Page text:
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Cablegate: Letter From Archbishop Desmond Tutu to the Secretary Regarding the Sudan

VZCZCXYZ0158
RR RUEHWEB

DE RUEHLO #2784/01 3451517
ZNR UUUUU ZZH
R 111517Z DEC 09
FM AMEMBASSY LONDON
TO RUEHC/SECSTATE WASHDC 4312
INFO RUEHKH/AMEMBASSY KHARTOUM 0133
RUEHSA/AMEMBASSY PRETORIA 0758
RUCNDT/USMISSION USUN NEW YORK 1524

UNCLAS LONDON 002784

SIPDIS

DEPARTMENT FOR THE SECRETARY DEPARTMENT ALSO FOR S/USSES USUN FOR AMBASSADOR RICE E.O. 12958: N/A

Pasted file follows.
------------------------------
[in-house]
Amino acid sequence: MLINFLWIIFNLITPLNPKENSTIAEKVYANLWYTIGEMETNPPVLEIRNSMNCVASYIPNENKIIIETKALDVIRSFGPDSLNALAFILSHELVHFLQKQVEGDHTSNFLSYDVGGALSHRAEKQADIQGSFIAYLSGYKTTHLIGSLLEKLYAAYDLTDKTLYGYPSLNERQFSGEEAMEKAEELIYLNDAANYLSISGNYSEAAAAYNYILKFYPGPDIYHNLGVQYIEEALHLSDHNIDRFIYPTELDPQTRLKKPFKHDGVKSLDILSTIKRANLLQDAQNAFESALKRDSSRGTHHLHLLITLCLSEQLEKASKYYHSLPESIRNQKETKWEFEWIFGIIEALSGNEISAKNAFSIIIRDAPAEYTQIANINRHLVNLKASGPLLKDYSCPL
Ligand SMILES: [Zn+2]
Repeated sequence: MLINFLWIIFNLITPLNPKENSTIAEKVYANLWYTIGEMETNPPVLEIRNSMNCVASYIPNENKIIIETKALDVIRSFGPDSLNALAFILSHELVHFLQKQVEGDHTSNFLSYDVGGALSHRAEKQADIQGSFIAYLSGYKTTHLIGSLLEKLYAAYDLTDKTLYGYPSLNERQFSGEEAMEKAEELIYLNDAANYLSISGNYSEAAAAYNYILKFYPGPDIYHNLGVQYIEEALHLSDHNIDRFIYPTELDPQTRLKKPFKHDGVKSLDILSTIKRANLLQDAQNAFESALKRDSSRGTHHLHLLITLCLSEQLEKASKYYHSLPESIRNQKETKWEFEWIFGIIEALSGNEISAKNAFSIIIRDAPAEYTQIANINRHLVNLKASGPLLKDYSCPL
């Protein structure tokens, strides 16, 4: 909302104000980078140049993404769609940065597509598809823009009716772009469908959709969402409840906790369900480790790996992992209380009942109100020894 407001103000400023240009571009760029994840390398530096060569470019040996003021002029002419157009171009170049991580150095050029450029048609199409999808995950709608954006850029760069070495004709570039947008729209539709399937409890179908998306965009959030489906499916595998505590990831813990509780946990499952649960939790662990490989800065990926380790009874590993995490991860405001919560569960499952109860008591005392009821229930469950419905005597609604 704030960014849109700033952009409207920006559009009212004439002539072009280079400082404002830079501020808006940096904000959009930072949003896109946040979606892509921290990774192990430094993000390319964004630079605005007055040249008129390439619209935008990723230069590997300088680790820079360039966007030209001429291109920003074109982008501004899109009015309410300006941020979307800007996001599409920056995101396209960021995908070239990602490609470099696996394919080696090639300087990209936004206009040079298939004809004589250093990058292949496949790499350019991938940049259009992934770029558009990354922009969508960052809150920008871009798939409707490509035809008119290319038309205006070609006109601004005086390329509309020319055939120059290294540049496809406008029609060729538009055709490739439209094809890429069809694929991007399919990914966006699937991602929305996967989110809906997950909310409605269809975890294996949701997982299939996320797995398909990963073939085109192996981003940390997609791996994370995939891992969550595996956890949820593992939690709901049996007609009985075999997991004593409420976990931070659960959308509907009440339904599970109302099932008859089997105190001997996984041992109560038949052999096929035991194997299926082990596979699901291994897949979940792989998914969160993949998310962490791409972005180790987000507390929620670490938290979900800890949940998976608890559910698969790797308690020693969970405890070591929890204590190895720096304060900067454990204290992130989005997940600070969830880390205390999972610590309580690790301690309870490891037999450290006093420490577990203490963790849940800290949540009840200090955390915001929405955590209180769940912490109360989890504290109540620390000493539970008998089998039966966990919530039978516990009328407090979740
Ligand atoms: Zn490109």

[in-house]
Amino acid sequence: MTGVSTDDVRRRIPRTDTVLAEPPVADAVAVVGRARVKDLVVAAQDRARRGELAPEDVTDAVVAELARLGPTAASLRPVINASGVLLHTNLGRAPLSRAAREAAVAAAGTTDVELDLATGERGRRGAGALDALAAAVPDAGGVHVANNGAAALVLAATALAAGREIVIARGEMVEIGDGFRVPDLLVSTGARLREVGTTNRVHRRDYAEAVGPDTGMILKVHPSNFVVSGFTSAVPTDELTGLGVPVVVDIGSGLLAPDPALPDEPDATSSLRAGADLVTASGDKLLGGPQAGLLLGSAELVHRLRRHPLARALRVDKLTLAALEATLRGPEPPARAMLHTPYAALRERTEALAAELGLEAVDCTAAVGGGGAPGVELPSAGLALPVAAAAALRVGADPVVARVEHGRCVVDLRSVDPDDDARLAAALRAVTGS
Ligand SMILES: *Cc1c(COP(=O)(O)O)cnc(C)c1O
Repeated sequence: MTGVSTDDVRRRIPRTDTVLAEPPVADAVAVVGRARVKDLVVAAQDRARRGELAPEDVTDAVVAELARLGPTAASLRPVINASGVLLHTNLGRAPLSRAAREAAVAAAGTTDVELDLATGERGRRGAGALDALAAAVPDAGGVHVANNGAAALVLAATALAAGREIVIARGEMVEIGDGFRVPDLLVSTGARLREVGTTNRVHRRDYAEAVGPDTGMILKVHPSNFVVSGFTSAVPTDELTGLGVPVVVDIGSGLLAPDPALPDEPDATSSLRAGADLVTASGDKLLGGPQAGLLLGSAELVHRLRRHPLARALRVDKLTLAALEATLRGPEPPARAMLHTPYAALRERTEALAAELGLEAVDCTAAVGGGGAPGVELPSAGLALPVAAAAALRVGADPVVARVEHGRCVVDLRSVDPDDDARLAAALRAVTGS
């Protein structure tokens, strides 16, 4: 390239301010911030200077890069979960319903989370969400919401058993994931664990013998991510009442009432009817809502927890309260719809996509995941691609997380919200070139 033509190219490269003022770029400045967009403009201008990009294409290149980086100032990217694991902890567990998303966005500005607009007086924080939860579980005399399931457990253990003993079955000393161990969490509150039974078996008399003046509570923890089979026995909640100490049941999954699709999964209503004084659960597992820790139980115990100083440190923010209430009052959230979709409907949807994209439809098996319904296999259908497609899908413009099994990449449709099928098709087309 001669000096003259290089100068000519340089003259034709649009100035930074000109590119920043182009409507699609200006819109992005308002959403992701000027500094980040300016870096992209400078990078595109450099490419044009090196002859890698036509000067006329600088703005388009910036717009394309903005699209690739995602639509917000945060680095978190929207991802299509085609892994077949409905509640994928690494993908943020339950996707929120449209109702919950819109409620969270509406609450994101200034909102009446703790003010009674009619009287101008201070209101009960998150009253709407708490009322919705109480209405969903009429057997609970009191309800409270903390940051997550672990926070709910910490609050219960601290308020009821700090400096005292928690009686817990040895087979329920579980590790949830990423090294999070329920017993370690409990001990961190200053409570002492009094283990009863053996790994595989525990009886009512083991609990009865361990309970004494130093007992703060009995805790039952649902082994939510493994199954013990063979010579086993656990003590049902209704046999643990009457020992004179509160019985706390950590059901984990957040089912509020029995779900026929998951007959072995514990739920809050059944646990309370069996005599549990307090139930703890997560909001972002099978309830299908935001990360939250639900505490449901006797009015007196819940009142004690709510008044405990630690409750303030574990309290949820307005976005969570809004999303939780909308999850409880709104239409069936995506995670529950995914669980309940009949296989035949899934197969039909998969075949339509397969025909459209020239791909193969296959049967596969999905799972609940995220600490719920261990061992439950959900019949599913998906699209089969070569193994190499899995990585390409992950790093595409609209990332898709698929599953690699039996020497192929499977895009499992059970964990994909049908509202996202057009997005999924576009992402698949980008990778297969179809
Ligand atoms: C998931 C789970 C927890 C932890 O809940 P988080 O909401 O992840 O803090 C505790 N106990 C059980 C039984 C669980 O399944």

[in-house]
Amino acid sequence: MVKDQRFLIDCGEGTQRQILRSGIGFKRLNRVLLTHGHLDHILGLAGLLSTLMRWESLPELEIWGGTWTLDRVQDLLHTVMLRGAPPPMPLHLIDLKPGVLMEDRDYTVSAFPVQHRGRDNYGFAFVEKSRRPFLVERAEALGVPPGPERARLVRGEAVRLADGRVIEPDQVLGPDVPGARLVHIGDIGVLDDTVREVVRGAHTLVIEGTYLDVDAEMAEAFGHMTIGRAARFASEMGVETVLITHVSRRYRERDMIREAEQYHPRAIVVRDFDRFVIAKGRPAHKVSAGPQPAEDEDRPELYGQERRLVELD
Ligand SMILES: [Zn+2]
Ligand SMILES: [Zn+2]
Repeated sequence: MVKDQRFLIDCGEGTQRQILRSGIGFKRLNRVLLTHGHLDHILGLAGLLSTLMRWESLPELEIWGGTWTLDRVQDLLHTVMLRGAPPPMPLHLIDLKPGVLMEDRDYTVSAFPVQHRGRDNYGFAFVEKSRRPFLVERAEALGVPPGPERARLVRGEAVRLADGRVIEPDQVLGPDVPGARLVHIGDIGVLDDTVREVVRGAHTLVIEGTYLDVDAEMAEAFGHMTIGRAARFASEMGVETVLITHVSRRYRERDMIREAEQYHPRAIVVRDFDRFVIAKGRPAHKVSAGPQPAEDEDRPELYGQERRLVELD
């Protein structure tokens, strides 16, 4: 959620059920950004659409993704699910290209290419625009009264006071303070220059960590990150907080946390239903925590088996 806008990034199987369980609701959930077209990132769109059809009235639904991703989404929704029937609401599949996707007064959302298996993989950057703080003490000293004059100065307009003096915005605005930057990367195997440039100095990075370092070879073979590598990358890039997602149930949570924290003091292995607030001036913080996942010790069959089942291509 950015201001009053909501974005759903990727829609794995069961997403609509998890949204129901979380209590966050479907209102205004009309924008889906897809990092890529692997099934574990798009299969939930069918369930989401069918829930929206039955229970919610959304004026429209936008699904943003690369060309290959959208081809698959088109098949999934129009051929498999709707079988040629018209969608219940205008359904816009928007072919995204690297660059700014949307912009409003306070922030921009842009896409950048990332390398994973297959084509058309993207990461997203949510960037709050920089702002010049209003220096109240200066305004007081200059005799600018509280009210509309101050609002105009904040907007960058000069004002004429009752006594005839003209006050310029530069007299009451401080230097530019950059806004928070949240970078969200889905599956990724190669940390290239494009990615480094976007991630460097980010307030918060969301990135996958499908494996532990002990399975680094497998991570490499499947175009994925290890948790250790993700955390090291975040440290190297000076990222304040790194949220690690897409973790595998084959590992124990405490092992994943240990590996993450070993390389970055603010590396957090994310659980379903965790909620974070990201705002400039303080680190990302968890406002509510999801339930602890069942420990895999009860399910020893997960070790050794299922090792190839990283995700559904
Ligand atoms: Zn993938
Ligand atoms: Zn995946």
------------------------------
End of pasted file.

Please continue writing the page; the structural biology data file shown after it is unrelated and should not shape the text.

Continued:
TAGS: OPDC PREL PREF OPRC PHUM XA SU UK

SUBJECT: LETTER FROM ARCHBISHOP DESMOND TUTU TO THE SECRETARY REGARDING THE SUDAN

1. Embassy London received on December 10 the following letter for the Secretary from Archbishop Desmond Tutu as the Chair of The Elders Foundation. The letter is copied to U.S. Permanent Representative to the United Nations Ambassador Susan Rice and the President's Special Envoy to Sudan General Scott Gration.